Military tents are also very popular among preppers, but I don’t know why. If you plan to bug out to land you don’t own, and you expect to be able to set up your giant military tent there, great. I hope it works out, but most likely your “secret spot” isn’t as secret as you think it is. Military tents are heavy heavy heavy, and not cheap. If I have to leave my preferred location, I do hope to be able to use a vehicle, but there is no way I would put my eggs in a big heavy military tent basket.
Tent in the Living Room?
Or for that matter, the basement! There are two uses for a tent that I think most people don’t consider. The first is if you live where it gets really cold.
Most likely, in a survival situation, you won’t be able to heat your whole house, and because it is a whole house, any heat that you can generate will quickly get eaten by the sheer amount of space in which it can dissipate. Nylon tents these days tend to have screen roofs covered by a rainfly. From what I have seen ad read, they are notably cold. But dome tents with solid shells and canvas tents hold in heat pretty good, and if you set one up in the living room, a half a dozen people sleeping in it will keep it pretty warm even in really cold temps. If you want to run a small stove in the tent safely with a stovejack, which you can buy and sew in yourself, then lead the vent pipe out of a window. If you use the military heater I reviewed, even a half gallon of home heating oil a night just to take the edge off and melt some water, an inner tent will preserve a lot of that heat.
The other use I think of for these tents is as a sealed filter room in the case of nuclear fallout. As I’ve explained a few times, air does not become radioactive. But in the first 48 hours after a nuclear attack or explosion of a nuke plant, there will be particulate of Alpha and Beta particles floating around. If your windows are closed, that is going to protect you from a lot of fallout, because the particles are fairly heavy and fall mostly straight down. But if there is a wind and some of the particles are being driven into the air leaks of the house, even a nylon tent will be good protection to filter the particles that are pushed your way. Nothing is foolproof, but short of an actual fallout shelter, which I hope to get to here, a nylon tent in the basement is actually not a bad plan.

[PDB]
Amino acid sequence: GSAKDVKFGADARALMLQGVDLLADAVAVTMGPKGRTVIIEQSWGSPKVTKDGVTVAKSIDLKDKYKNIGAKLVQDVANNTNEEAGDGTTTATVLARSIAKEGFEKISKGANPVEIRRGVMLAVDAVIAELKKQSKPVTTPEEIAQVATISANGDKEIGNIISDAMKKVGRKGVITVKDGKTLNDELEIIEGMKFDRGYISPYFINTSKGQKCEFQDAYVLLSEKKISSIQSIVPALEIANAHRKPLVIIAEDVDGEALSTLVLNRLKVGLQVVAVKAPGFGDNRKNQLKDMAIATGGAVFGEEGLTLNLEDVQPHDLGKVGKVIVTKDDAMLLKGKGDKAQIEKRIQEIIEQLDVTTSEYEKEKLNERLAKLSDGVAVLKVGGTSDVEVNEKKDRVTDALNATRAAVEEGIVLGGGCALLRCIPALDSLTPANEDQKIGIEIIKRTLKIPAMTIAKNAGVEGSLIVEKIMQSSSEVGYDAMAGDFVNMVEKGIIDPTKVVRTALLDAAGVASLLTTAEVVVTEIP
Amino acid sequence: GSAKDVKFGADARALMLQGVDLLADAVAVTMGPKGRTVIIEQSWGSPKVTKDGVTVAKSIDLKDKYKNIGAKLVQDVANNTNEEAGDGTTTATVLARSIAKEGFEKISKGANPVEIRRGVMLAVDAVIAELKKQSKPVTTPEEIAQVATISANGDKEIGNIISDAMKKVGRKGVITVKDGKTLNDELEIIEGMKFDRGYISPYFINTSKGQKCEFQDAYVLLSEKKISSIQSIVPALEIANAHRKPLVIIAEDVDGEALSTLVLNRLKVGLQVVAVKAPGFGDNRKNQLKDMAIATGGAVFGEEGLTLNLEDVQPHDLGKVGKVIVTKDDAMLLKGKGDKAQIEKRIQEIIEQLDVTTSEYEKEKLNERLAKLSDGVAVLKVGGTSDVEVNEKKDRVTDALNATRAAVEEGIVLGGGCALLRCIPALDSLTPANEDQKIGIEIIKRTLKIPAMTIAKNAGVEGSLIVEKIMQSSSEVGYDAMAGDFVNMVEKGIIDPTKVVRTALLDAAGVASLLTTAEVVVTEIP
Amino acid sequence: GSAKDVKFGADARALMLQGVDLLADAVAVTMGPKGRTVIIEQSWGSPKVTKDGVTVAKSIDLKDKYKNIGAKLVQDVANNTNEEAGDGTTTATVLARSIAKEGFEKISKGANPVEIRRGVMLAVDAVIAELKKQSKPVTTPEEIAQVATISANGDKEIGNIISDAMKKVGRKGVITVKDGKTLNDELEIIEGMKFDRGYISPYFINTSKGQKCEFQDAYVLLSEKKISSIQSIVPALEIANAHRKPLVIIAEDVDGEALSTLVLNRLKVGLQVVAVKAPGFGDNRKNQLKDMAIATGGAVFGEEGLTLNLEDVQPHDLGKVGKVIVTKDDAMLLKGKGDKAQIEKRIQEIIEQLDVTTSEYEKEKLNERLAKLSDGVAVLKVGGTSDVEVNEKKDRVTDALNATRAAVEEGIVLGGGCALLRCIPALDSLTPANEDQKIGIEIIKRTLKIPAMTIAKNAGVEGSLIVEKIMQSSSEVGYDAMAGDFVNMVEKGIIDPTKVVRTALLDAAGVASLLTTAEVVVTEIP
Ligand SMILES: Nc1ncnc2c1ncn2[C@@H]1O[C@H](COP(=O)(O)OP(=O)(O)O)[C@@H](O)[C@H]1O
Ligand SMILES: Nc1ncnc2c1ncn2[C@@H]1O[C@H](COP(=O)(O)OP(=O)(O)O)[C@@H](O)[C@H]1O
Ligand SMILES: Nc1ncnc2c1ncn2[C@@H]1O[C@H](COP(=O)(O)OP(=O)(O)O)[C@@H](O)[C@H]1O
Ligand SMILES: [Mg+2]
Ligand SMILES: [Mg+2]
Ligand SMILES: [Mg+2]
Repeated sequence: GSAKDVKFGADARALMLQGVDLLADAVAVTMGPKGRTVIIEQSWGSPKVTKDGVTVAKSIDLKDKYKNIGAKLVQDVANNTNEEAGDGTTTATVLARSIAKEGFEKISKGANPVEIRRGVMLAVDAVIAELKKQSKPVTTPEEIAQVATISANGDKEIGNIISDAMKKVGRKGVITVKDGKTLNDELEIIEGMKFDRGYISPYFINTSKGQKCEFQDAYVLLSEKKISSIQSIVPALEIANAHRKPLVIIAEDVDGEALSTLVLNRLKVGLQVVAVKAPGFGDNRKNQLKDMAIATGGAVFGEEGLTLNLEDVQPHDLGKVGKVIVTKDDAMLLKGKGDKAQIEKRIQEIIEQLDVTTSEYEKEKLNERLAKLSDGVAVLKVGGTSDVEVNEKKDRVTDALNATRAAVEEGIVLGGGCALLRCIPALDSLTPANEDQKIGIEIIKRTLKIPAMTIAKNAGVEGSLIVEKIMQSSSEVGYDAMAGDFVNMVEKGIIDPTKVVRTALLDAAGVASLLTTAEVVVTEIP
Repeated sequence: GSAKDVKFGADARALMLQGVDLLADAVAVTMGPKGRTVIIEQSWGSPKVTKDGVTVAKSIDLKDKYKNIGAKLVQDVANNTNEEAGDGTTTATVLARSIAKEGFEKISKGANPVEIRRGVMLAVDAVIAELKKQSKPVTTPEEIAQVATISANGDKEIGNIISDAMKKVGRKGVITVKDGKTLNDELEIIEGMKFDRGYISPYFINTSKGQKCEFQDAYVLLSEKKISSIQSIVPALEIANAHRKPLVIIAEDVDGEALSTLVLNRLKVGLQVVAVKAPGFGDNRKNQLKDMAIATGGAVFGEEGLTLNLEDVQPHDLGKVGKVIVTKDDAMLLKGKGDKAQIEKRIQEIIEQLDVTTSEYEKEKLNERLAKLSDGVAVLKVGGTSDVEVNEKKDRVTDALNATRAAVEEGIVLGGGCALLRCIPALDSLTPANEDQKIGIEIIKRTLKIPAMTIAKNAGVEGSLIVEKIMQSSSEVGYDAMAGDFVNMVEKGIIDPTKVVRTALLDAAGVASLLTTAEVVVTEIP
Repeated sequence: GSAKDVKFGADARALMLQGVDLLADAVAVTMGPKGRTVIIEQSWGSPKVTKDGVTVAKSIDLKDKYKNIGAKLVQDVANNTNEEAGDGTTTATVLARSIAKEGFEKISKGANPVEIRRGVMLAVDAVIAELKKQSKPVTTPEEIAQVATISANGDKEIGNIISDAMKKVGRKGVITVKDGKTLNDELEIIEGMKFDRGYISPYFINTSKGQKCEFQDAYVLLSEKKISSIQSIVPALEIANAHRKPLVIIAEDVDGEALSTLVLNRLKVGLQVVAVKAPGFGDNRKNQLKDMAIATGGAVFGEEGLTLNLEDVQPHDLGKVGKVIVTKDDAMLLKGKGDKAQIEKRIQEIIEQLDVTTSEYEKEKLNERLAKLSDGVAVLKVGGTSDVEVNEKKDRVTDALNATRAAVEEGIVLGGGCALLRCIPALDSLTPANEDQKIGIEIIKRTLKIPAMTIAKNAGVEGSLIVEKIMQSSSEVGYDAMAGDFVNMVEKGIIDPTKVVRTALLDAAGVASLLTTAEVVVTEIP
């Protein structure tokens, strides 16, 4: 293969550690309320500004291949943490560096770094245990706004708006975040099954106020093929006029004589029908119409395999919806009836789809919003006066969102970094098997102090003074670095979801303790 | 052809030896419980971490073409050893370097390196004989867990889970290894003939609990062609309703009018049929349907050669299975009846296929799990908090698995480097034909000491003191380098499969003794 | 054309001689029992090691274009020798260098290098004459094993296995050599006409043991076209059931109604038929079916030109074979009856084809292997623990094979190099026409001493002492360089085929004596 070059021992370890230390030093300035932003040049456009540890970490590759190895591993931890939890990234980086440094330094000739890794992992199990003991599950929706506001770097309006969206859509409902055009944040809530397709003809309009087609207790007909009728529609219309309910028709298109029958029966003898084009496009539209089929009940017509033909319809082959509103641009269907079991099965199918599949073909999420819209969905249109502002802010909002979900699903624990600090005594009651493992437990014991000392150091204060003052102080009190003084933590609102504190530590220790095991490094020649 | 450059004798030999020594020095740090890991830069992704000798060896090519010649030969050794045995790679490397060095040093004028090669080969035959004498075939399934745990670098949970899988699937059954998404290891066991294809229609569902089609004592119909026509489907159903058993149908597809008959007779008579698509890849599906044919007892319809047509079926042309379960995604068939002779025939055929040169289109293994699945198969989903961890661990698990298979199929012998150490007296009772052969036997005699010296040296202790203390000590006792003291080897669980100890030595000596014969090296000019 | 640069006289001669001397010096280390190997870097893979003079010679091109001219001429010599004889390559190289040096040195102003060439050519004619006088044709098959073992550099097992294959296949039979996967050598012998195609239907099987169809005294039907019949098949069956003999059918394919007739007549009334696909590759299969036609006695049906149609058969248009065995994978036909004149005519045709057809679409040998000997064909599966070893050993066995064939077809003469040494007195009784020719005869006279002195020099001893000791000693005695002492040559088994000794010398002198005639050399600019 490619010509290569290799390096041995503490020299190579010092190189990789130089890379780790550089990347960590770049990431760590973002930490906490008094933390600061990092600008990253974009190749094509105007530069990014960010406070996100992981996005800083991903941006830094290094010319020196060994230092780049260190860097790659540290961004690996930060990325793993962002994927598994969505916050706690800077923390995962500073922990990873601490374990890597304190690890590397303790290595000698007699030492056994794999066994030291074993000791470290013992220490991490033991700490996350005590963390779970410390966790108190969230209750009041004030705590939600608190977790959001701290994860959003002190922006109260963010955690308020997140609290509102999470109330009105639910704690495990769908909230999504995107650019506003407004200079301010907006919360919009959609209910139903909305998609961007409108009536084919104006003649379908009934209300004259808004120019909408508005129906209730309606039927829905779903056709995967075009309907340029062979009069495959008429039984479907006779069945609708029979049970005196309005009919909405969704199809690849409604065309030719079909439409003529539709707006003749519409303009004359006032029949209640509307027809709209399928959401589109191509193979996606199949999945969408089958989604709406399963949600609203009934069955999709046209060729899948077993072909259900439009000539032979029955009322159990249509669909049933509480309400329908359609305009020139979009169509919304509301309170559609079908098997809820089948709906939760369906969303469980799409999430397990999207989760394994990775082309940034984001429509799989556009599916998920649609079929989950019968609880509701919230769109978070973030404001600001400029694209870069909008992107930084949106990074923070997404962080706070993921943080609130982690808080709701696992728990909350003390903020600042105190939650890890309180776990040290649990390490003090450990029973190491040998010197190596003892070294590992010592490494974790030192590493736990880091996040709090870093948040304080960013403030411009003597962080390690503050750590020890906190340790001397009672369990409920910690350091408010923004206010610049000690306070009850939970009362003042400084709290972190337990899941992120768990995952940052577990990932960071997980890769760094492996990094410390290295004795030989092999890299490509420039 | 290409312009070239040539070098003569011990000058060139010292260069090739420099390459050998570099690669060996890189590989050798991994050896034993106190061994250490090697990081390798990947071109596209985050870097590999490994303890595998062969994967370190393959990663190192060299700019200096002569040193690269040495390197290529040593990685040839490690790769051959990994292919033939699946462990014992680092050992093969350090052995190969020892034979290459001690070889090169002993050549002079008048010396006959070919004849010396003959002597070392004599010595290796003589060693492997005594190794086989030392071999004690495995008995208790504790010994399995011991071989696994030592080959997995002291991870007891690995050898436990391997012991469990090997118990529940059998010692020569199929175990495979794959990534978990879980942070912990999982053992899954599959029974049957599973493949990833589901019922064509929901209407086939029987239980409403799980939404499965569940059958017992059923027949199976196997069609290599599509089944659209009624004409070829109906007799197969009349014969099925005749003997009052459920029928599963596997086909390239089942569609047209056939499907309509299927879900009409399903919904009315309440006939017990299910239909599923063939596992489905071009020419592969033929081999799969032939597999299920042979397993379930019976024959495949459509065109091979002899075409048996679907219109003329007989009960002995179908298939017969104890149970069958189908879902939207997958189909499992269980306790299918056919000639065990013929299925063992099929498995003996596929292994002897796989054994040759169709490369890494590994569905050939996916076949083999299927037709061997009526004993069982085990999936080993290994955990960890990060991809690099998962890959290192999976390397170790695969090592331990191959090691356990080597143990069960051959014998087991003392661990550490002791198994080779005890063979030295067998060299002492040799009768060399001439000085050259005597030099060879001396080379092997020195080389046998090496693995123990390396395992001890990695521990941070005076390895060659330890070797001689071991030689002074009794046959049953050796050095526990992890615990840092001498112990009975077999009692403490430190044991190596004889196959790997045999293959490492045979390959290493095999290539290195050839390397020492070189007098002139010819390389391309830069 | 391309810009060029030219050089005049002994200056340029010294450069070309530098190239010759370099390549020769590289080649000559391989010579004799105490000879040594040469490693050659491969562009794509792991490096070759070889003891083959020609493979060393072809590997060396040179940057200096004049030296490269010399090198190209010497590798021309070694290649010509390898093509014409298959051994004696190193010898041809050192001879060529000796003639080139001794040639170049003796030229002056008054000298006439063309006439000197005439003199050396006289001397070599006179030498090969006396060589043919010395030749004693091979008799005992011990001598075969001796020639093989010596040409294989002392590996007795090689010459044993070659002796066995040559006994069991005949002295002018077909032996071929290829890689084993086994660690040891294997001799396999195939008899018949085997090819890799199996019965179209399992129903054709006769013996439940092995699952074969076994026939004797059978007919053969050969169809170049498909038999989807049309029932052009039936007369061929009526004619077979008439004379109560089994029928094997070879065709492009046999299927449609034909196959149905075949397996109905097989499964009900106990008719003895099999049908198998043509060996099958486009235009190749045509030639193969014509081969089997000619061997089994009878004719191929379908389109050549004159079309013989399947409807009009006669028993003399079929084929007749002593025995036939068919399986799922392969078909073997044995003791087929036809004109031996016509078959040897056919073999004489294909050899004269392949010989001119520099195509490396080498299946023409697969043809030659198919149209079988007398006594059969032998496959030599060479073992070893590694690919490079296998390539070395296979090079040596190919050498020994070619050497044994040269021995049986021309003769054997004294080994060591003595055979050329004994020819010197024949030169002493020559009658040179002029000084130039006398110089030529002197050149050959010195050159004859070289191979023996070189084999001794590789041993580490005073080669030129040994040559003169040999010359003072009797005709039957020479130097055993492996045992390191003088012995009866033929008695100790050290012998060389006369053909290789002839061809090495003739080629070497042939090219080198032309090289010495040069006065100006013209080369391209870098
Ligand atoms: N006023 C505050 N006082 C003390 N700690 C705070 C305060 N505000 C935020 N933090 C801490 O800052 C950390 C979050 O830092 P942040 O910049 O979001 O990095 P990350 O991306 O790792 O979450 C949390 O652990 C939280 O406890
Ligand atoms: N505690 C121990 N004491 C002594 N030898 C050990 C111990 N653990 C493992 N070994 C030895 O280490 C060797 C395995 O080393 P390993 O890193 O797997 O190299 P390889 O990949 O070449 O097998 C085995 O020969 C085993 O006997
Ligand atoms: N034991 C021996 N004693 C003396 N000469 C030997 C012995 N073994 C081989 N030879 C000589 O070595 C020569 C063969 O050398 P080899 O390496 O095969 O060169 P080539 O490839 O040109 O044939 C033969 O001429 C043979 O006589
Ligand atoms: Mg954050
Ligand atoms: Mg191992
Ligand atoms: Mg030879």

The Risk of Bugging Out
As I’ve said several times in this column, I don’t think that bugging out should be anyone’s Plan A. But we all have to accept that there may come a day where we survive the initial event, but we have to leave. I think you have to make baseline plans for “how we would bug out.” And I don’t think that bugging out with no plan for shelter is a very good idea, especially with kids, even in a vehicle. You can’t sleep sitting upright very long without it affecting your ability to cope. There is so much crap out there about makeshift shelters, but I’ve looked at the plans, and as I explained at the start of this article, survival is all in the details. It isn’t like the survival reality shows. Palm fronds don’t make a viable shelter unless you have experience in binding and laying them. Regular tarps rip, get pockets of water between supports, and never stay where you think you are sure they are going to stay. Good luck with your mud hut and Walmart tarp, but I don’t see a lot of success there, and makeshift shelters aren’t very portable.
Starting with a well reviewed family tent puts you that much higher on the “what can go wrong” scale, though of course, stuff is still going to go wrong. Putting the big tents up, taking them down, wind, rain, flying debris, all kinds of things can and will go wrong. I just think that you should pay attention to the specifics of long term road survival now and have something before it is too late. Tents last forever in their bags. Ten years early is better than one minute too late, when you won’t be able to find a tent for any price.